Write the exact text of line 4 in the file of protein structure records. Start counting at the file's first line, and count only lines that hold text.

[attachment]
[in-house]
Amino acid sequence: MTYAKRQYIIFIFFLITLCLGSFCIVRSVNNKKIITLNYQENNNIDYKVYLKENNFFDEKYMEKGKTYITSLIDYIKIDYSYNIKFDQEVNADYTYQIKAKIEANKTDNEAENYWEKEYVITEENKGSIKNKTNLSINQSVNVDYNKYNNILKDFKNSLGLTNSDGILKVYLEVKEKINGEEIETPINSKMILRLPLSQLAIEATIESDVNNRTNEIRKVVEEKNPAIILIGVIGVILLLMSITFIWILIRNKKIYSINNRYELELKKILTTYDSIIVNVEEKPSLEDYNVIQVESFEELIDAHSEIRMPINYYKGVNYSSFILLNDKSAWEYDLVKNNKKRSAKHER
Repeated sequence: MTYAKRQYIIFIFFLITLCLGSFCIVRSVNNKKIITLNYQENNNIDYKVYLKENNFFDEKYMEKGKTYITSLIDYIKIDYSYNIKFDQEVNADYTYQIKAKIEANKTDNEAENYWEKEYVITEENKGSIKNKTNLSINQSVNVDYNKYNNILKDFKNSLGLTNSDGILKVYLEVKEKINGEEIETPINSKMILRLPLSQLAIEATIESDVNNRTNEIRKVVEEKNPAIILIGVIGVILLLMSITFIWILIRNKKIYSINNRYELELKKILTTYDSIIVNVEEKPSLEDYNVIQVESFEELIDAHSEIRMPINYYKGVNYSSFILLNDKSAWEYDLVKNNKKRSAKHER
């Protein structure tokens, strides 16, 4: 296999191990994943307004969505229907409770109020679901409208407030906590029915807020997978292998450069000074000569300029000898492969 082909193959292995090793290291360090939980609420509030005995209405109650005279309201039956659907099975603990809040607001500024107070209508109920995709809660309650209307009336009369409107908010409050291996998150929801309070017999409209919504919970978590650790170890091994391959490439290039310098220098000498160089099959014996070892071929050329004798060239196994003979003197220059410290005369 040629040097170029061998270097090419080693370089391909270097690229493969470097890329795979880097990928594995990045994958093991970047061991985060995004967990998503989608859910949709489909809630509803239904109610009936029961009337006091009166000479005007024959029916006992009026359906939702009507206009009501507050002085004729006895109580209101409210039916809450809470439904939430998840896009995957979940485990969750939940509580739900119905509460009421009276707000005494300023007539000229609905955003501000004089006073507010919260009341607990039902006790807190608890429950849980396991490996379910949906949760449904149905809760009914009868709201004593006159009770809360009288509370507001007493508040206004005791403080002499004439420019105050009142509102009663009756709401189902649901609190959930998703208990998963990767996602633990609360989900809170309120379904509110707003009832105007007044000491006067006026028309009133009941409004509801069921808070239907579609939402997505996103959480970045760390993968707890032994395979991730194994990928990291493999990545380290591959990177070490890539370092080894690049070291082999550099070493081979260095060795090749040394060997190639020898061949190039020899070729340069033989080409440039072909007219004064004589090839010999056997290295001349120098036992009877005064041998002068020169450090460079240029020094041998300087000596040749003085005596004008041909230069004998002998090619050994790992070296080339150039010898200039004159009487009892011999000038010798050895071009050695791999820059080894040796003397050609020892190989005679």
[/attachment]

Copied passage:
């Protein structure tokens, strides 16, 4: 296999191990994943307004969505229907409770109020679901409208407030906590029915807020997978292998450069000074000569300029000898492969 082909193959292995090793290291360090939980609420509030005995209405109650005279309201039956659907099975603990809040607001500024107070209508109920995709809660309650209307009336009369409107908010409050291996998150929801309070017999409209919504919970978590650790170890091994391959490439290039310098220098000498160089099959014996070892071929050329004798060239196994003979003197220059410290005369 040629040097170029061998270097090419080693370089391909270097690229493969470097890329795979880097990928594995990045994958093991970047061991985060995004967990998503989608859910949709489909809630509803239904109610009936029961009337006091009166000479005007024959029916006992009026359906939702009507206009009501507050002085004729006895109580209101409210039916809450809470439904939430998840896009995957979940485990969750939940509580739900119905509460009421009276707000005494300023007539000229609905955003501000004089006073507010919260009341607990039902006790807190608890429950849980396991490996379910949906949760449904149905809760009914009868709201004593006159009770809360009288509370507001007493508040206004005791403080002499004439420019105050009142509102009663009756709401189902649901609190959930998703208990998963990767996602633990609360989900809170309120379904509110707003009832105007007044000491006067006026028309009133009941409004509801069921808070239907579609939402997505996103959480970045760390993968707890032994395979991730194994990928990291493999990545380290591959990177070490890539370092080894690049070291082999550099070493081979260095060795090749040394060997190639020898061949190039020899070729340069033989080409440039072909007219004064004589090839010999056997290295001349120098036992009877005064041998002068020169450090460079240029020094041998300087000596040749003085005596004008041909230069004998002998090619050994790992070296080339150039010898200039004159009487009892011999000038010798050895071009050695791999820059080894040796003397050609020892190989005679």